Did the band return to material Crowded House recorded before the Periscope sessions?

“Italian Plastic” was one. It was tracked very easily drums-wise. Everybody knew the score with that track, it was Paul’s humour and everyone happily rolled with it. It was a very joyous recording and you can almost hear that. These guys all had a wicked sense of humour. Italian Plastic still makes me laugh when I hear it today.

The band finished 90% of the tracking for the album in about late November. The band went to L.A. and finished recording the last two tracks for the album – “Chocolate Cake” and “It's Only natural”

How about “Left Hand”?

I remember Neil banging out “Left Hand” one day in a high-volume jam with the band. I thought it was cool the minute I heard it. That wasn't tracked at all during the Woodface sessions. It was still raw and being kicked into shape from what I could tell, at that stage. They recorded so many songs for Woodface though, they were in the position where they could hold some back.

I'll never forget Neil explaining how he felt about the songs getting cut: "It's quite delicious to throw away such strong material", with a "I’m being a naughty boy”-look he would flash when he was being cheeky. Neil had what I would call a very polite ego. The guy was a freak, let's be honest, he had a right to thump his chest a little, but he never did... very cool cat. Some people are tapped into a creative source, and they have this energy around them, I've seen it with a few people for myself, close-up. Neil and Tim both had it. Paul Hester had a bit of it. Michael Hutchence was another guy that was also “tapped in” to that place where ideas come from.

You were involved in the Weather With You remix that was released as a single in 1992.

My buddy KJay and I remixed “Weather With You” for Capitol. I’m credited on the release as “Outlaw”. We actually called it the VANDAL remix, but the name must have got lost in translation over the passage of time between the execution and the release.  We kept the vocals and Neil’s guitar. KJay and I pulled the beats together and I played the rest. We worked four days straight at our studio in Hawthorn, where the studio was relocated after the tracking at Periscope was done. Paul Kosky helped us record at Periscope Studio’s and we finished the final mix at Platinum Studio’s in Richmond.  Paul Kosky was dying to contribute something to the mix, so he brought in a crash cymbal and played it in a couple of places.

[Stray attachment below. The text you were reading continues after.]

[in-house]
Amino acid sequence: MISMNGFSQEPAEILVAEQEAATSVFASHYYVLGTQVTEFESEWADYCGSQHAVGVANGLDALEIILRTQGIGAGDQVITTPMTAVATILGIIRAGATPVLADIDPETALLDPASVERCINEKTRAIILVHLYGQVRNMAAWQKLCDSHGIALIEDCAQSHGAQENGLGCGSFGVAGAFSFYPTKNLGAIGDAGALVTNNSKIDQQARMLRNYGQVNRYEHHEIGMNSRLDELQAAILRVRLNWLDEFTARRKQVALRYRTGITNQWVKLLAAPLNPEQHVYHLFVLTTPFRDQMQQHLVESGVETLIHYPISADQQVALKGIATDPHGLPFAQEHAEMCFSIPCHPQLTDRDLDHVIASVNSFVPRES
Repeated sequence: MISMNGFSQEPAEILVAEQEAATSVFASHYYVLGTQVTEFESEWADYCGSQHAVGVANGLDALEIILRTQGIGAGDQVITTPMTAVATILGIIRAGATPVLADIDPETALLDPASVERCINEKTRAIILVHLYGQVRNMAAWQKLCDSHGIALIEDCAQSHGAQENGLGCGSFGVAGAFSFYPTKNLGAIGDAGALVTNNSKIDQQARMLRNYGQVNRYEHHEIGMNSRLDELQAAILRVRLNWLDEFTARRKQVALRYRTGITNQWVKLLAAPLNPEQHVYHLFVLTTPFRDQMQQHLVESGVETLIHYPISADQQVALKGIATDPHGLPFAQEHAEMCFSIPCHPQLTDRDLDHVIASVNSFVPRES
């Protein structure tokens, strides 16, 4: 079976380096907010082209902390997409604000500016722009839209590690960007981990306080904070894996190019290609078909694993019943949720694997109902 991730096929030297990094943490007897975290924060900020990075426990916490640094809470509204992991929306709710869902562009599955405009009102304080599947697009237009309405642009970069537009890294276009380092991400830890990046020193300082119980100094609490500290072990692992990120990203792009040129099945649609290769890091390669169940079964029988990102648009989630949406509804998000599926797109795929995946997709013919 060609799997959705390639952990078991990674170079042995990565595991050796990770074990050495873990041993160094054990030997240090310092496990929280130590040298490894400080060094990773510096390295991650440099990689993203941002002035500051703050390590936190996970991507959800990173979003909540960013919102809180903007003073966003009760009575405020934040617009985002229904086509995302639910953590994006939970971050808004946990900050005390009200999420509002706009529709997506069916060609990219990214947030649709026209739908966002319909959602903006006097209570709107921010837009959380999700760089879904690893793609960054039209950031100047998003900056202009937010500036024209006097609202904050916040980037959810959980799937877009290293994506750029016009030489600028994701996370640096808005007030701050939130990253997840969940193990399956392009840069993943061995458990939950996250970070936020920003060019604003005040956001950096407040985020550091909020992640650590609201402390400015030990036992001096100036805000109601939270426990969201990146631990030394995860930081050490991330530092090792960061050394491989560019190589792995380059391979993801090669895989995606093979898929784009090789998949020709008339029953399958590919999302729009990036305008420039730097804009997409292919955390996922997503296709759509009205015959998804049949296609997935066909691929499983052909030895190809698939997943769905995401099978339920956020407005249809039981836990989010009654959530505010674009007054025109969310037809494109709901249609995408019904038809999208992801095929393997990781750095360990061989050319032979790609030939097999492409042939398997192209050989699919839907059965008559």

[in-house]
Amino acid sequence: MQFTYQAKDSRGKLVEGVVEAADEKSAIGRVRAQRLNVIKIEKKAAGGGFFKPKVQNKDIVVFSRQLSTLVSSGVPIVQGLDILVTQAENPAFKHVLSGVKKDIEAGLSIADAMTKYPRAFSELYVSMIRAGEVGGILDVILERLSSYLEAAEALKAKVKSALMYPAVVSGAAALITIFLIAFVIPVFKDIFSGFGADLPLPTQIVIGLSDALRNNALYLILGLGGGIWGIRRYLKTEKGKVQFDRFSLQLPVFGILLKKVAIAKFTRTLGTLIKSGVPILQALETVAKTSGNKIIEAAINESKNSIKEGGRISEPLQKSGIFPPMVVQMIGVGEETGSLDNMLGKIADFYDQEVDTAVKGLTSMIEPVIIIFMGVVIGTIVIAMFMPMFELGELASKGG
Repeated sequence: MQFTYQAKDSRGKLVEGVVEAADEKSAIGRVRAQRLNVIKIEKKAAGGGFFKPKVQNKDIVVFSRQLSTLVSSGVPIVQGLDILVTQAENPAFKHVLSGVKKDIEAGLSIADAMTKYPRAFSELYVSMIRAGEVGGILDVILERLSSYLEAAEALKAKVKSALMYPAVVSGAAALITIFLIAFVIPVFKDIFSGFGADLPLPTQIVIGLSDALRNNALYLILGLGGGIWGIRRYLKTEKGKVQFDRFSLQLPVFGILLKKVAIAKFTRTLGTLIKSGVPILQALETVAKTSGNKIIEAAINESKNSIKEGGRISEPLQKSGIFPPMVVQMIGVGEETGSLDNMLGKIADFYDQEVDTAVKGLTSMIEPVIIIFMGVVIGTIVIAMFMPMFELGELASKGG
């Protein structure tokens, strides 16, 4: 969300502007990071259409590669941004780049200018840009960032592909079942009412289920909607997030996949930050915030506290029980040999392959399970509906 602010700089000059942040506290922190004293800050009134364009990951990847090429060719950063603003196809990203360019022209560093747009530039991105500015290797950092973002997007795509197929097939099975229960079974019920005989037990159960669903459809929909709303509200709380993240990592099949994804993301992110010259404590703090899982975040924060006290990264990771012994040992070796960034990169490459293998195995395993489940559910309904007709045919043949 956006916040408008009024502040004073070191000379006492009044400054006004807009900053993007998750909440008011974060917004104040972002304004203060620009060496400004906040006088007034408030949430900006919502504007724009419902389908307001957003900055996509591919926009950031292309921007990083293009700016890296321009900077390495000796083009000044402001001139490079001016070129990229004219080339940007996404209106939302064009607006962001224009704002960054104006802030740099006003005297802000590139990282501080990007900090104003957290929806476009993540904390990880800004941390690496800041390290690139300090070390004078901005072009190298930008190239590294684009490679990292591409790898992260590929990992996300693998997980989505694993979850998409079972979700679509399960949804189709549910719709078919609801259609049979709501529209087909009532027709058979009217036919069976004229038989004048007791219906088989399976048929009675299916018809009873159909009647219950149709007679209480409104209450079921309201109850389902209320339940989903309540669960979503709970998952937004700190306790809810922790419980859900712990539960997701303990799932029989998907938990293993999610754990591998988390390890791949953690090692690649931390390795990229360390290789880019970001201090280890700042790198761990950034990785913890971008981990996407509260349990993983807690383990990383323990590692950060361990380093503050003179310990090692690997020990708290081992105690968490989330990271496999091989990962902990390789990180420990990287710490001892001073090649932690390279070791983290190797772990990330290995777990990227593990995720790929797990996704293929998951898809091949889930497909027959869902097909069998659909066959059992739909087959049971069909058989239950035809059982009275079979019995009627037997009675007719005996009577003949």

At the time when we were tracking it at Periscope a Capitol representative was hanging around and he was touting the remix as a possible first single, but in the end it kind of got swept under the rug when it appeared as a limited release. I’m not sure why that release was so limited, Neil and the boys loved the remix, but maybe Neil fell out of love with it later or something. It got released in the German market only and Capitol never paid us.

KJay and I later released house tracks on the 8-ball label in New York as "Shades of Black." The main beat had everybody stumped, they were all trying to guess where it came from. We didn't let on, in true b-boy style. It’s a Charlie Watts beat. The most famous band in the world, and no one at Capitol or the band recognised it. KJay is still making records today on his Integrity Records label.

Did you work with Crowded House after Woodface?

I basically lost all contact with everyone about six months after Woodface was mixed. Tim actually called once, about seven years later, but I was just about to head out, and I had to cut him short. Tim and his mrs. had just had a baby girl.

Tim didn't last long in Crowded House. I hardly ever talked to Tim about what happened with him leaving the band, I remember him saying he "went on tour, and it was an absolute disaster", although I never quite understood how that could be possible [laughs]. The Finn Brothers did do an album at one stage... I reckon I've got the CD somewhere...

Last edited by Guy.